Landscaping? Sculpture? Architecture? Patrick Dougherty's Latest Stickwork Paints Them All in Natural Light. | Arts Feature | Indy Week
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Landscaping? Sculpture? Architecture? Patrick Dougherty's Latest Stickwork Paints Them All in Natural Light. 

click to enlarge Volunteer Sue Schneider works on Patrick Dougherty's new stickwork at Duke Gardens.

Photo by Alex Boerner

Volunteer Sue Schneider works on Patrick Dougherty's new stickwork at Duke Gardens.

An inviting light bathes the space I'm in—that peculiar kind of gentle light produced when sunshine filters through tree branches. But the branches that surround me are not attached to a trunk; they are woven tightly together, bending fluidly to form slanting walls, windows, doorways, and a roof. It feels like being in a hut. The impression deepens as I step out of the structure, into a central space around which similar constructions—eight in total, each about twenty feet tall—are situated.

This clearing is like some otherworldly town square, the focal point for a village formed by nonhuman hands, perhaps by nature itself. But several pairs of human hands—and one pair in particular—are responsible for it. The structures, currently in their final stages of construction on the south lawn of Sarah P. Duke Gardens, are the latest pieces of "stickwork" by Patrick Dougherty.

Dougherty, a Chapel Hill-based artist, has earned a global reputation for large-scale forms composed entirely of tree branches and saplings—i.e., "sticks." The process is laborious, taking anywhere from several days to several weeks as Dougherty and his assistants bend these materials and weave them together, forming disparate structures that resemble the nests of enormous birds, primitive architecture, or, with a little imagination, even paintings.

For Dougherty, it's all about where one stands in relation to the work, and where the work stands in relation to its environment.

"Everything I do tries to have a resonance with the site," he says on the third-to-last day of construction. He directs my gaze to a bulbous shape sculpted atop one of the eight stickworks, then points to a bush located far across the lawn. His point is clear: the top of the sculpture echoes the form of the bush from the surrounding landscape.

Overhearing this explanation, one of the volunteers working under Dougherty exclaims, "Oh! We were wondering what those things on top were."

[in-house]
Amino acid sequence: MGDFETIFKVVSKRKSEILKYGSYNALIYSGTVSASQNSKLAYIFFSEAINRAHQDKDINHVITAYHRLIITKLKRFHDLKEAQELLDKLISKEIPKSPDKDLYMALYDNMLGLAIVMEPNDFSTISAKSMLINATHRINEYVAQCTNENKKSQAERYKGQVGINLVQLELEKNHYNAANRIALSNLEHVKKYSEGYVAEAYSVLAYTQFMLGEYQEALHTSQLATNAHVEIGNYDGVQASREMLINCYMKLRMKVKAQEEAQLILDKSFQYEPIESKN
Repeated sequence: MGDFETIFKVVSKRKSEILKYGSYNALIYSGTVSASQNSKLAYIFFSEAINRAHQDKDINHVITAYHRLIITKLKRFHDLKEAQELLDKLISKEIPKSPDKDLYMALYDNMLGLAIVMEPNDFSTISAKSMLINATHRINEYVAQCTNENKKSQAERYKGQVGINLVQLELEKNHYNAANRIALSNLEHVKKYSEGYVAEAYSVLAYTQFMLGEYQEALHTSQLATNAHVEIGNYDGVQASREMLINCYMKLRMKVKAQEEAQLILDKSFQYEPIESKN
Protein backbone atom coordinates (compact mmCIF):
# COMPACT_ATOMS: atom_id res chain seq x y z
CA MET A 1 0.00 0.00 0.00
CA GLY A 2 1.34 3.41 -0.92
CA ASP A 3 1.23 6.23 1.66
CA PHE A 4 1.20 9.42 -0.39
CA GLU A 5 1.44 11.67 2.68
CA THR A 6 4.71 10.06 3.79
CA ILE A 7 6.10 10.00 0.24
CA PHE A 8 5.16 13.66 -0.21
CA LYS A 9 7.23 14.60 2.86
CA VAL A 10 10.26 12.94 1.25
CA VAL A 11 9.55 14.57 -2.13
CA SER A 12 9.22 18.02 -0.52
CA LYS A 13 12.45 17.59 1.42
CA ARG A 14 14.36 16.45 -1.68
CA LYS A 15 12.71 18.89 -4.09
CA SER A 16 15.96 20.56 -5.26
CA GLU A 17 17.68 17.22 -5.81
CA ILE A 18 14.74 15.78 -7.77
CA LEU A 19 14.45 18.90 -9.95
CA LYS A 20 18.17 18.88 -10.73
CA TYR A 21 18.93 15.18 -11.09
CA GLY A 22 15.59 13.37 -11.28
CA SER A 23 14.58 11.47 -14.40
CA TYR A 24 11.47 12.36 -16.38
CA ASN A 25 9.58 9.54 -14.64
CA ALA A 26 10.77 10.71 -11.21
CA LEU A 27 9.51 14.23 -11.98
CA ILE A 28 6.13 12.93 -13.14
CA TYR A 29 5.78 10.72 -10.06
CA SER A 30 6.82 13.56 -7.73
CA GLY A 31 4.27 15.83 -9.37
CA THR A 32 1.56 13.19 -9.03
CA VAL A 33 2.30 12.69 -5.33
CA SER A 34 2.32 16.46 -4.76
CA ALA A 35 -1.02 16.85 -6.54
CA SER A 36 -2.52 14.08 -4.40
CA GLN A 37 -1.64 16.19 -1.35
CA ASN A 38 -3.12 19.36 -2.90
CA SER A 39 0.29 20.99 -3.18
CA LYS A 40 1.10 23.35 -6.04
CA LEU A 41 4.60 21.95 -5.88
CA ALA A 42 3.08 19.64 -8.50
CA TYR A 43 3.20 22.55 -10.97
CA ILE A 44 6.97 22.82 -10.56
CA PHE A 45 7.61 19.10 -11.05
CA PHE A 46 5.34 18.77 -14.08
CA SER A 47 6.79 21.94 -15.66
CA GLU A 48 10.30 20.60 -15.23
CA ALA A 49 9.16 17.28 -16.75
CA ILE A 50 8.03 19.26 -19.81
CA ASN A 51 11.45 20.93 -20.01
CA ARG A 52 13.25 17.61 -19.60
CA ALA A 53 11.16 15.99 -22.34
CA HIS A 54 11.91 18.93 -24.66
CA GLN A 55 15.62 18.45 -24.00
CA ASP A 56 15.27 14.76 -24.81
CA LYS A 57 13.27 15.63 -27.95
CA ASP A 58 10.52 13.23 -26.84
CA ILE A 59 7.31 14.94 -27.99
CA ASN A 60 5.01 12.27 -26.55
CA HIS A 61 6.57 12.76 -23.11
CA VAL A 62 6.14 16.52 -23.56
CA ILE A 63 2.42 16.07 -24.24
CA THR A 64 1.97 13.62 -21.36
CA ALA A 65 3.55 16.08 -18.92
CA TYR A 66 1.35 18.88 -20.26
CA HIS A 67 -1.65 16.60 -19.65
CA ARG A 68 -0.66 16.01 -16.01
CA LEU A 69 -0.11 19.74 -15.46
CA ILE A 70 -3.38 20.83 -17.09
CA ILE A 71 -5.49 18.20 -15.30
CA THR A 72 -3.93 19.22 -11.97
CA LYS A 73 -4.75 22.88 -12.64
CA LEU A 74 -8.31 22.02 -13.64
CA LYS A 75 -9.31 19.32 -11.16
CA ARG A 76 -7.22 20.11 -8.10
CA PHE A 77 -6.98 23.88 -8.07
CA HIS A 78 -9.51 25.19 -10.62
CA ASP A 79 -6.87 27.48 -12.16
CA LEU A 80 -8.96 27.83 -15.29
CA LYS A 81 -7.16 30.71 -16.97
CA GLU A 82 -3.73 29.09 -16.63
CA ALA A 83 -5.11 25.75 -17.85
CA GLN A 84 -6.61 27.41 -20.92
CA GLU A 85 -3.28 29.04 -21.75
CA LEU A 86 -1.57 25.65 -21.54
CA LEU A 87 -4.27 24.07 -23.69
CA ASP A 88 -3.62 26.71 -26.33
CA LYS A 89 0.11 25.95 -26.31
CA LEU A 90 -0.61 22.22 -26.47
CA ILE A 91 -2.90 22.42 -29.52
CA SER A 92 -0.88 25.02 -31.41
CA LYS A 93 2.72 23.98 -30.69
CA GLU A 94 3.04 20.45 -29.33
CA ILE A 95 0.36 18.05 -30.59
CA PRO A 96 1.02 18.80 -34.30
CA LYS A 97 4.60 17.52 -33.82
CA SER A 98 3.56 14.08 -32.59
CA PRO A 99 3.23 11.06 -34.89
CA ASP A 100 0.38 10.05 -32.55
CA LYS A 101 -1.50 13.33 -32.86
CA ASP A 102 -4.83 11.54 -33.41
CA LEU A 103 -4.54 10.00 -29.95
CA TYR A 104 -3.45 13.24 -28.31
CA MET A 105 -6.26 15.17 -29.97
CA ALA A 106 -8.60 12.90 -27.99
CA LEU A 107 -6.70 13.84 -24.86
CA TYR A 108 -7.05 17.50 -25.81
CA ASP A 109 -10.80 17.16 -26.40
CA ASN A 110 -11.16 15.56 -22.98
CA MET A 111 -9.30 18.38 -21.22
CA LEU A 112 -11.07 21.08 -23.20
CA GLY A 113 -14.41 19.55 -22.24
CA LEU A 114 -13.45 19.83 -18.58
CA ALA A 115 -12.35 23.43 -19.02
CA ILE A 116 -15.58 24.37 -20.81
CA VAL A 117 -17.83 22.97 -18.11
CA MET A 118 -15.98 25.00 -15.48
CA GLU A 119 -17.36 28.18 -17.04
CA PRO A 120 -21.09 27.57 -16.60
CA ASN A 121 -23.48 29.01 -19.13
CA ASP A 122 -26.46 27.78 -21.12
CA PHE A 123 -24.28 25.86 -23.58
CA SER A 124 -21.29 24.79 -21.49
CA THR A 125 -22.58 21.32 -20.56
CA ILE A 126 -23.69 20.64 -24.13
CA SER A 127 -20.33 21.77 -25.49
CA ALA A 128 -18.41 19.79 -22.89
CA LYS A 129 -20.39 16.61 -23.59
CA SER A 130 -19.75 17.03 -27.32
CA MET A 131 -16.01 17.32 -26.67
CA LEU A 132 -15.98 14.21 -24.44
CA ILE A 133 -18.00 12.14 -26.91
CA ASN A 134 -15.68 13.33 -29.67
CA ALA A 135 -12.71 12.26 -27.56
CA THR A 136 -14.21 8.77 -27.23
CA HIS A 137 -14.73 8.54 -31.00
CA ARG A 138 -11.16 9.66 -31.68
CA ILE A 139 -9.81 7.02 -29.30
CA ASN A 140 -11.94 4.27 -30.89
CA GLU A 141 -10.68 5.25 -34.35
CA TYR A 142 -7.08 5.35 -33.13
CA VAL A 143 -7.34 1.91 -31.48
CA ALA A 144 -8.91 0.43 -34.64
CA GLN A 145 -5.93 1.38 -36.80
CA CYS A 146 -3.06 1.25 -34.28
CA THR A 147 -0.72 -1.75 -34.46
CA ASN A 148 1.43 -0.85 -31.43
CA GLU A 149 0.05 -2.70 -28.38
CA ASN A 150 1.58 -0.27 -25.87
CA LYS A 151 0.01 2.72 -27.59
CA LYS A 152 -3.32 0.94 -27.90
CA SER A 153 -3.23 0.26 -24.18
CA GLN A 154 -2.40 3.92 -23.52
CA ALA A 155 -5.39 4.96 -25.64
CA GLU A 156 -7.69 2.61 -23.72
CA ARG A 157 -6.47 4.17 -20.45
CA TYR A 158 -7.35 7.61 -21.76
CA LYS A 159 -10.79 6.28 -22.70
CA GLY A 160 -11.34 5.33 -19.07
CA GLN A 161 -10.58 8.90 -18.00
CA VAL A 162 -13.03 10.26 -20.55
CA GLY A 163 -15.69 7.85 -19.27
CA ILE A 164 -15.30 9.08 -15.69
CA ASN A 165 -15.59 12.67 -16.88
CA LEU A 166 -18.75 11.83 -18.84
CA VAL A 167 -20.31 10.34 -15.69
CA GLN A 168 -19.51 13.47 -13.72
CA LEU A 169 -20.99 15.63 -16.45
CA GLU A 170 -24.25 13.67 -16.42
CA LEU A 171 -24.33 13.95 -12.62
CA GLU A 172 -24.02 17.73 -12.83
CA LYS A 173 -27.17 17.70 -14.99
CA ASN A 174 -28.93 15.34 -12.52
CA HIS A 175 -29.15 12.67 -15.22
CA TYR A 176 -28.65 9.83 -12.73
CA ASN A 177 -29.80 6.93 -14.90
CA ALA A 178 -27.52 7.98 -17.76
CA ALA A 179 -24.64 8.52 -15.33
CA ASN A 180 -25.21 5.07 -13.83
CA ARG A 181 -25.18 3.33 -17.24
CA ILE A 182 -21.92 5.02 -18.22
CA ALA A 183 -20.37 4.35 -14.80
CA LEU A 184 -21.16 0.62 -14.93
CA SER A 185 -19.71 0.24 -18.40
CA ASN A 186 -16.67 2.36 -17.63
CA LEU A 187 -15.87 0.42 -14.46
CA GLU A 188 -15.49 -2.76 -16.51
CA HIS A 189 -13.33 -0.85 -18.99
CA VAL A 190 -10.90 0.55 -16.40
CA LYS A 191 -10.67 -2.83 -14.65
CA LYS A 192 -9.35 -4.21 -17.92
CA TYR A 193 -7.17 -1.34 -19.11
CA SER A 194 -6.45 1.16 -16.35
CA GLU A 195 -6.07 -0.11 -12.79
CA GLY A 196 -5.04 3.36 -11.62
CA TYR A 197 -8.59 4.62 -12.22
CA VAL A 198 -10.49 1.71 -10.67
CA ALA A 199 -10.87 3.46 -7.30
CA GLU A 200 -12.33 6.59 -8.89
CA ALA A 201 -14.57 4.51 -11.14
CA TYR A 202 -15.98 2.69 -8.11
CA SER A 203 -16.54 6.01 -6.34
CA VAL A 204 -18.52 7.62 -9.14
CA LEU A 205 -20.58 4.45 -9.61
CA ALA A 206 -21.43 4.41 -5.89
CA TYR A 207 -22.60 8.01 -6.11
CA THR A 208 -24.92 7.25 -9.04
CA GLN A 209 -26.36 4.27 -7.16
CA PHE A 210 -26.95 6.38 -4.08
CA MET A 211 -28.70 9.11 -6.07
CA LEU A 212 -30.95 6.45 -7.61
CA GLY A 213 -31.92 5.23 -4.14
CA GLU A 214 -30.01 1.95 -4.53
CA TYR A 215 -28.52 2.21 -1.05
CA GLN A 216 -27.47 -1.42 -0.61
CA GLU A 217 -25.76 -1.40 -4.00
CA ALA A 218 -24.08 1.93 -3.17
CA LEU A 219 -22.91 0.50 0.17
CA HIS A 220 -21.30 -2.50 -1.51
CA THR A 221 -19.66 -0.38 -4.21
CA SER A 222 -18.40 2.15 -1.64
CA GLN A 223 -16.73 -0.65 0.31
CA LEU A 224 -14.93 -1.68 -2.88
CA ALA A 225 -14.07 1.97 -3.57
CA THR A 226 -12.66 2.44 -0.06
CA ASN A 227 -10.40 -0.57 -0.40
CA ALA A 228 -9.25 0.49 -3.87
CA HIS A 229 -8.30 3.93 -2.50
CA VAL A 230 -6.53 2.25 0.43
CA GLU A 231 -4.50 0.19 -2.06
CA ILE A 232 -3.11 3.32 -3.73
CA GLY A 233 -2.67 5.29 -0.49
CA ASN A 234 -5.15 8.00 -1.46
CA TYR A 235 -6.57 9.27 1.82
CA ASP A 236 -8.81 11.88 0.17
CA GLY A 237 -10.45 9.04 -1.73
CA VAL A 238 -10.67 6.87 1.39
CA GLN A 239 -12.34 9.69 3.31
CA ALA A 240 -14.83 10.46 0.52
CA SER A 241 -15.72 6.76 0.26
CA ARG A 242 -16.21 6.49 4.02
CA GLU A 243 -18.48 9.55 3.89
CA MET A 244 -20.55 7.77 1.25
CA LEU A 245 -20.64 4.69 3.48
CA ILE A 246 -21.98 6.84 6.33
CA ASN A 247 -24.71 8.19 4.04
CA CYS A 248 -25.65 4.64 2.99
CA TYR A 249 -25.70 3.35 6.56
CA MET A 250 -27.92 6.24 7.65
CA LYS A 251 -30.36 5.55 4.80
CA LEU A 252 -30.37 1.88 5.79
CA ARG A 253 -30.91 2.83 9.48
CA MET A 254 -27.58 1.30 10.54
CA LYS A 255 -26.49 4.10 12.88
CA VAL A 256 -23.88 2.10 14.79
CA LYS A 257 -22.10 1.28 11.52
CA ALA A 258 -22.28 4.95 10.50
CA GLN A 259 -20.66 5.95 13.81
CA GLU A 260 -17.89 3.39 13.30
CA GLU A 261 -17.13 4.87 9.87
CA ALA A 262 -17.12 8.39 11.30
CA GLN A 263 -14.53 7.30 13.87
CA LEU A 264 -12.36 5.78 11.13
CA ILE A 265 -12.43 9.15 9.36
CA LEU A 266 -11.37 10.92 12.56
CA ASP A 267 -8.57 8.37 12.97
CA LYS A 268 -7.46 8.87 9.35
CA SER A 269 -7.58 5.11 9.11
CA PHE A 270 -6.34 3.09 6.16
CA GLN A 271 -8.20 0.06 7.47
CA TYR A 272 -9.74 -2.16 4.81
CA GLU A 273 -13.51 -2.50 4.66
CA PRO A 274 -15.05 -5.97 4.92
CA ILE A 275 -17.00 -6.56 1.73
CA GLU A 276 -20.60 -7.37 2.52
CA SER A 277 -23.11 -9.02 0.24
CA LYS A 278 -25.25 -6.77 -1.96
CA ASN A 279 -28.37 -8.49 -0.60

"They're doodads," Dougherty responds cheerfully.

This unassuming mode of speech is characteristic of Dougherty when it comes to describing his work. When I ask whether his works are more beholden to painting or architecture, he dismisses my intellectualizing tersely: "Everything can hit at all levels."

As I consider my experience of viewing the stickworks from afar versus up close, I am inclined to agree. From a distance, if one makes an effort to perceive only the lines of the sticks and the differences in shading, the stickworks can easily come across as two-dimensional drawings or paintings. Up close, where the forms' tactility can be seen and felt, and rays of light pass through lattices of wood and swooping windows, it's easy to take the structures as a form of architecture.

"It's got to play from a lot of different angles and have a lot of personality from each vantage point," Dougherty says.

The stickworks convey a depth of personality not only through the calculated efforts of Dougherty and his team of volunteers but also through the material itself. All the saplings, branches, and twigs used in Dougherty's projects come from local forests—in this case, Duke Forest. In an era where standardized building materials, foods, and many consumer goods have virtually untraceable roots, local materials organically integrated into their native landscape have a powerful appeal.

"There's a pleasure to that placeness, of taking something that's just nearby and doing your best with it," Dougherty says.

But working with this material also presents serious challenges. It resists manual manipulation and it carries pesky bugs. Dougherty finds relinquishing control to the material more stimulating than frustrating. "It's not perfect—you maybe would love a different kind of material—but you find the best you can do and strike out to do better," he says. His submission to the will of each sapling and branch—his willingness to release absolute control—gives his art its unique character.

Bill LeFevre, Duke Gardens executive director, acknowledges that working with Dougherty requires his staff to relinquish a certain amount of control as well. While Dougherty carefully considers the way light, landscape, and material will shape his work, neither he nor those who commission the work begins with a clear idea of how it will turn out.

"We had no set expectation," LeFevre says. "The best thing is to give him the most latitude possible. He's winging it. He's doing what he does and he does it very well."

This article appeared in print with the headline "Branch Manager"

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